No. The research subject does not have the right to veto your project. However, if you intend to interview either the subject or third parties, you need to secure REB approval to ensure that the interviewees understand the nature of the project, including whether their views will be published, and that they have given their free and informed consent to the interview. If you are asking for access to private papers not in the public domaine, the owner must give written assent, including for possible publication.

In the province of Quebec, scholars should note that recent amendments to the Quebec Civil Code aim to give protection to persons in public life and their heirs by preventing publication of material injurious to the reputation of such public figures. It is unclear how this will affect political and historical studies in that province since the scope and application of the legislation have not been tested in the courts. News reports also indicate that various groups in the province hope to secure amendments to this portion of the Quebec Civil Code. REBs may wish to inform researchers of the existence of this law, but should not take on the responsibility of trying to interpret or enforce it. The Policy Statement does remind REBs that "the legal context for research involving human subjects is constantly evolving and varies from jurisdiction to jurisdiction. For this reason, researchers, institutions and REBs should have recourse to expertise to identify legal issues in the ethics review process" (p. i-8).

Question I am planning a biography of Sir John A. Macdonald. Do I have to submit my project for REB approval?

No. The Policy Statement applies only to living individuals. However, scholars in Quebec should note the response to question 11 above regarding public figures in that province.

Question I am doing a study of the political role in various countries of the Jesuits, who by definition are all male and all Roman Catholic. Does the section of the Policy Statement on inclusion mean that the REB can veto my research because it is not inclusive either of women or non-Catholics or force me to study a female religious order or a Protestant institution for balance?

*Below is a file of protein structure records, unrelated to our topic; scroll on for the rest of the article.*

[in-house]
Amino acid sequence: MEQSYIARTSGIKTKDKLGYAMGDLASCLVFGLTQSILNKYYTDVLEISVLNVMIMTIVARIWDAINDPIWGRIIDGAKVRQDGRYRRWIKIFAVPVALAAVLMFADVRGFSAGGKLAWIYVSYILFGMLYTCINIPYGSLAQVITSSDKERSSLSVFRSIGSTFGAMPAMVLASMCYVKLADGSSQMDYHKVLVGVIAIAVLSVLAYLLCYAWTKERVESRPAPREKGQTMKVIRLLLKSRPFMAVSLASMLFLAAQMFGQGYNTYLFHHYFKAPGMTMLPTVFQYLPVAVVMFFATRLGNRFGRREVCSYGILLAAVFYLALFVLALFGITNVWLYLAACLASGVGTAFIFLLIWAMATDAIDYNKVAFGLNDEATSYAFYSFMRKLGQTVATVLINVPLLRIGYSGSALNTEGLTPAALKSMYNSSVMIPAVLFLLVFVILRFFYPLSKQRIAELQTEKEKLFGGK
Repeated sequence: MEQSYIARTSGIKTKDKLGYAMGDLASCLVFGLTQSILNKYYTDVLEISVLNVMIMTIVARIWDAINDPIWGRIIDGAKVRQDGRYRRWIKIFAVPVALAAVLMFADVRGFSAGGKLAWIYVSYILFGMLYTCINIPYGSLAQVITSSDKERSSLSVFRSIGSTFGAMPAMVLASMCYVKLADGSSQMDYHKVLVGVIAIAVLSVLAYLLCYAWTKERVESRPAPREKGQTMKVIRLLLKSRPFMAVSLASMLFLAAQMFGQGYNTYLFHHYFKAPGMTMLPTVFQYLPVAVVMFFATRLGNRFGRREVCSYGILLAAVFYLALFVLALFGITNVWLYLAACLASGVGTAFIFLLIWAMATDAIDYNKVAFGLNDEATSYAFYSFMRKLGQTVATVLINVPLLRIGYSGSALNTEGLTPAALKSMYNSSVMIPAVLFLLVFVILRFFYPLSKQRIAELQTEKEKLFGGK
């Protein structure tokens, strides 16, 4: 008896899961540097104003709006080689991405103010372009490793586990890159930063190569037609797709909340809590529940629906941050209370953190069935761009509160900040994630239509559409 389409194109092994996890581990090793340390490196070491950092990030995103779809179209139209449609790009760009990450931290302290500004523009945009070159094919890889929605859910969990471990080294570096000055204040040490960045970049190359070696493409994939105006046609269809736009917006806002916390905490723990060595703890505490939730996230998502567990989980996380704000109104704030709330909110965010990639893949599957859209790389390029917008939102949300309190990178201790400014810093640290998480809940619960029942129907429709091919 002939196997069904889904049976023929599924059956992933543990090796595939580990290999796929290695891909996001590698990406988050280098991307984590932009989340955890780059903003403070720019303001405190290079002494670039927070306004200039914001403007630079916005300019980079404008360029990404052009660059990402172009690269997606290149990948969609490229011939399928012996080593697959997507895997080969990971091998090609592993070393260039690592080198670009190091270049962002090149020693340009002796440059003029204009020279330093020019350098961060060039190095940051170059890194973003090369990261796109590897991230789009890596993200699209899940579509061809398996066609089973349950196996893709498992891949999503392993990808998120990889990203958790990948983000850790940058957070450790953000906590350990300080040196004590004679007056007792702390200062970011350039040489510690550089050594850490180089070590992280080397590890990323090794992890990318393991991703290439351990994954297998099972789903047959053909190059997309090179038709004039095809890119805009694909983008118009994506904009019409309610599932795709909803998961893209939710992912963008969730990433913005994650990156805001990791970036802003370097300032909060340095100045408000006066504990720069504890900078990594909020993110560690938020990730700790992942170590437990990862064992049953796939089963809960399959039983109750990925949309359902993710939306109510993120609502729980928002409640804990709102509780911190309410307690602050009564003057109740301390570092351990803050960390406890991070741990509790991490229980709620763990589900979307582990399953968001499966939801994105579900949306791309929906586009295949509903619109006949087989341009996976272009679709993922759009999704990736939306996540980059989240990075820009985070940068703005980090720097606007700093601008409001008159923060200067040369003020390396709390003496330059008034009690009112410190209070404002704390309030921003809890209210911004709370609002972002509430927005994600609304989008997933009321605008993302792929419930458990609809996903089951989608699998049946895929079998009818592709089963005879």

No. The policy on inclusion is designed to ensure that there is no discrimination in more general health and social science studies where unfortunately in the past it has sometimes been assumed that the responses of women would be the same as men and, therefore, they need not be surveyed. The Statement does not preclude research on individuals or on groups who happen to be defined by a characteristic such as sex or religion (article 5.1).

Question A minority group (e.g. First Nations) on our campus intends to do a detailed survey of its students on the campus for the purpose of finding out whether they have any special problems arising from our educational process. Should this survey be approved by our REB and should the students give their prior informed consent?

Yes. Even if the questionnaires are anonymous and the results kept so that anonymity is ensured, the numbers on many campuses could be so small that individuals could nevertheless be recognized. The individual students should, therefore, be informed about the nature, purposes and possible use of this material and formally asked for their consent in writing. However, if the university were to survey a large group such as all male or all female students for the purpose of developing educational policy (with the requisite guarantees of anonymity), this would not require prior informed consent but should nevertheless be reported to the local REB.

Question I am providing a course by means of television. I plan to test the students in the normal way but also to conduct research through them on the effectiveness of televised courses. Do I have to secure REB approval?

You do not have to secure REB approval for the normal educational testing of your class. However, you would have to secure REB approval for the research using the students as research subjects. The students would have to give their free and informed consent, and it would have to be clear to the REB that the students have not been coerced into giving that assent, for instance by making it a requirement of participation in the course.

Question I am writing a study of hate mongers in Canada. Does harms/benefits analysis mean that the hate mongers can use the Policy Statement to veto my project because it may well be critical of them and of their ideas?